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dastvan

Theoretical & Computational Biophysics Group Seminar: Reza Dastvan

Event Type
Seminar/Symposium
Sponsor
Theoretical & Computational Biophysics Group
Location
Beckman Institute Room 3269 (3rd Floor Tower Room)
Date
Nov 6, 2023   3:00 pm  
Speaker
Reza Dastvan, Assistant Professor, Edward A. Doisy Department of Biochemistry and Molecular Biology, School of Medicine, Saint Louis University, Saint Louis, MO.
Registration
Attend in person at 3269 Beckman Institute or join via Zoom.
Contact
Lesley Butler
E-Mail
lesleym@illinois.edu
Views
11

Title: “Proton-driven alternating access and broad-specificity in Spns lipid transporters.”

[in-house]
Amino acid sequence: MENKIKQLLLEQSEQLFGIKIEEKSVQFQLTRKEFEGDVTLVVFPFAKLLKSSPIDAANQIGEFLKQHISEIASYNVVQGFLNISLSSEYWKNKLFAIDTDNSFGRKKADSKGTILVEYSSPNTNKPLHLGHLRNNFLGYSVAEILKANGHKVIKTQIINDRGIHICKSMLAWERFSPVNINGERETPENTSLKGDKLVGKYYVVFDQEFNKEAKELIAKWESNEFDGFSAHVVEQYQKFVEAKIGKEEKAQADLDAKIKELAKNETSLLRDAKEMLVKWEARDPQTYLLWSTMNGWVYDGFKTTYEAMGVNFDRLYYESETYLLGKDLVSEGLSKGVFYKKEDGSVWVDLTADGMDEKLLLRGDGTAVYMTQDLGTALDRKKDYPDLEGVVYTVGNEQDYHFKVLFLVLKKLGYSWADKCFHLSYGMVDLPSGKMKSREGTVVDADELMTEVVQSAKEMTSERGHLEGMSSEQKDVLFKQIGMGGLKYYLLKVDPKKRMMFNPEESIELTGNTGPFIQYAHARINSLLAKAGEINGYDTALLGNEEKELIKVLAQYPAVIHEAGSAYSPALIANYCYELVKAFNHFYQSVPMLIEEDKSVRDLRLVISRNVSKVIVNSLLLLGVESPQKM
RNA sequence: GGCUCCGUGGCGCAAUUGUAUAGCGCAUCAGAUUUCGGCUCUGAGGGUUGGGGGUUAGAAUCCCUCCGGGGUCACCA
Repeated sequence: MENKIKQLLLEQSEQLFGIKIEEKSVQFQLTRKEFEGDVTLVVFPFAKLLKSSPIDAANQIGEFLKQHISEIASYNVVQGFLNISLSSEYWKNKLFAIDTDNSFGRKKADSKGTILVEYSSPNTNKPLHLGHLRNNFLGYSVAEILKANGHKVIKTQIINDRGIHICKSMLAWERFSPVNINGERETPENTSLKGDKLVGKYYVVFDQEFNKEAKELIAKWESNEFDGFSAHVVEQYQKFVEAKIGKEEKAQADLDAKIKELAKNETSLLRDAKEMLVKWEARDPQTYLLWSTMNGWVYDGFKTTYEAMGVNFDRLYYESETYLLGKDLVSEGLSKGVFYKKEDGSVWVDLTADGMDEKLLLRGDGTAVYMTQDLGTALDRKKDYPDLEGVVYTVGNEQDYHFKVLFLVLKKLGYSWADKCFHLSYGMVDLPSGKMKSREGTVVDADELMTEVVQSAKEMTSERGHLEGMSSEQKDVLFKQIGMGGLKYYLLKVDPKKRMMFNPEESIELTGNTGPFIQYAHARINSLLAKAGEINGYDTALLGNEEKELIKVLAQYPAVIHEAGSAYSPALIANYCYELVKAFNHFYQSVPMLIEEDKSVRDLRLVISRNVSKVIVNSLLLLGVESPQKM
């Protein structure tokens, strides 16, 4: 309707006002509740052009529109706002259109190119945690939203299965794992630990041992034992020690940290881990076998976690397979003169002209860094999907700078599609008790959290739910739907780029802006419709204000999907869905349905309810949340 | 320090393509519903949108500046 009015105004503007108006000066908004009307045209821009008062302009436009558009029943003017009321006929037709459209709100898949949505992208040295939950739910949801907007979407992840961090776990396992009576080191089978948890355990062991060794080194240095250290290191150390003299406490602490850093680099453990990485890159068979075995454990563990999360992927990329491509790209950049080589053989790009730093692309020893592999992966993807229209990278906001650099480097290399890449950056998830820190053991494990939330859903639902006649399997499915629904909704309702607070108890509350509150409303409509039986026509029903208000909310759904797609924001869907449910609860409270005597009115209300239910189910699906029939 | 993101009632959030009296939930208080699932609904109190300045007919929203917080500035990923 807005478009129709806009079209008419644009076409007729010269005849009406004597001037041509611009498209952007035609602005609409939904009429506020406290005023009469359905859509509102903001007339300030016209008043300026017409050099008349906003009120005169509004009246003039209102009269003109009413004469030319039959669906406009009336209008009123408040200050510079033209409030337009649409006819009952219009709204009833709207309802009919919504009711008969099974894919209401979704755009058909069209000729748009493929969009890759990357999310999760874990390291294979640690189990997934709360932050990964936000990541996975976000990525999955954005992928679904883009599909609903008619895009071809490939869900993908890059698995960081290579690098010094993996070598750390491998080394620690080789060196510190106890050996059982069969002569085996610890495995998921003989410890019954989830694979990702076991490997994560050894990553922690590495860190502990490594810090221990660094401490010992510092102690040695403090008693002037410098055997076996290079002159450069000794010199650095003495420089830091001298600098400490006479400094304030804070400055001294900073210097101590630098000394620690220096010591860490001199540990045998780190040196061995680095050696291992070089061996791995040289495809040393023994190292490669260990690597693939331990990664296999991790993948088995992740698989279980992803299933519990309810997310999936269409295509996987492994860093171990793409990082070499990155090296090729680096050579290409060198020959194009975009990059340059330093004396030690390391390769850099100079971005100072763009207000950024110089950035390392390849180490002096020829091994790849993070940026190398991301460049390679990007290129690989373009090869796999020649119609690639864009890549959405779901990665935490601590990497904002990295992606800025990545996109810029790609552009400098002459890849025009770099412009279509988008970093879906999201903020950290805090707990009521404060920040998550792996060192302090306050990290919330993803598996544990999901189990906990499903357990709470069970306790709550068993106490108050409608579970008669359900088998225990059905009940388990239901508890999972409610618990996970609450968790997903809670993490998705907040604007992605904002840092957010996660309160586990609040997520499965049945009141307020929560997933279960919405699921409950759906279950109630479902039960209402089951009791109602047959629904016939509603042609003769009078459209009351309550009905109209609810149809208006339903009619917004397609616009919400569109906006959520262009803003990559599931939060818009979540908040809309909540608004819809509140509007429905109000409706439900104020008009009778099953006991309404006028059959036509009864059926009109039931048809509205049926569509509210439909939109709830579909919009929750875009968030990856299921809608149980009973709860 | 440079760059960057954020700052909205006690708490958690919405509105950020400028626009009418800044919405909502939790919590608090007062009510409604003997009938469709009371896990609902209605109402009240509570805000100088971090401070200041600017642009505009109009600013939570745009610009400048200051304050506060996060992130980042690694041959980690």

Spns lipid transporters are critical for transporting sphingosine-1-phosphate (S1P) and lysolipids across cellular membranes. S1P regulates the growth, survival, and migration of cells with profound proangiogenic effects. In humans, Spns2 acts as the main S1P transporter in endothelial cells, making it a potential drug target for modulating S1P export and signaling. Using an integrated approach in lipid membranes, Dr. Dastvan’s team combined double electron-electron resonance (DEER) spectroscopy with molecular dynamics simulations to identify unknown conformational states of two close bacterial homologs of the human Spns proteins from Hyphomonas neptunium (HnSpns) and Mycobacterium smegmatis (MsSpns). By defining their proton- and substrate-coupled conformational dynamics, his team’s systematic study reveals conserved residues critical for protonation steps and their regulation, as well as how sequential protonation of these proton switches coordinates the conformational transitions. The study unveiled two distinct proton-coupled alternating access mechanisms for the two bacterial homologs, enabled by identical conserved residues. For HnSpns, a noncanonical ligand-dependent alternating access was revealed, in the absence of an obvious outward-facing conformational state. A conserved periplasmic salt bridge keeps the transporter in a closed conformation, while proton-dependent conformational dynamics are significantly enhanced on the periplasmic side, providing a pathway for ligand exchange. Furthermore, his team’s study suggests a previously underappreciated role for the Spns lipid transporters as broad-specificity efflux pumps that argue for their involvement in multidrug resistance (MDR), beyond their activity in lysolipid transport and signaling. Using a similar integrated approach to define the transport mechanism of other Spns family members, including human Spns2 and their prokaryotic homologs, Dr. Dastvan will identify the key commonalities and differences in their mechanisms, highlighting the mechanistic flexibility that enables their diverse function and transformative therapeutic potential.

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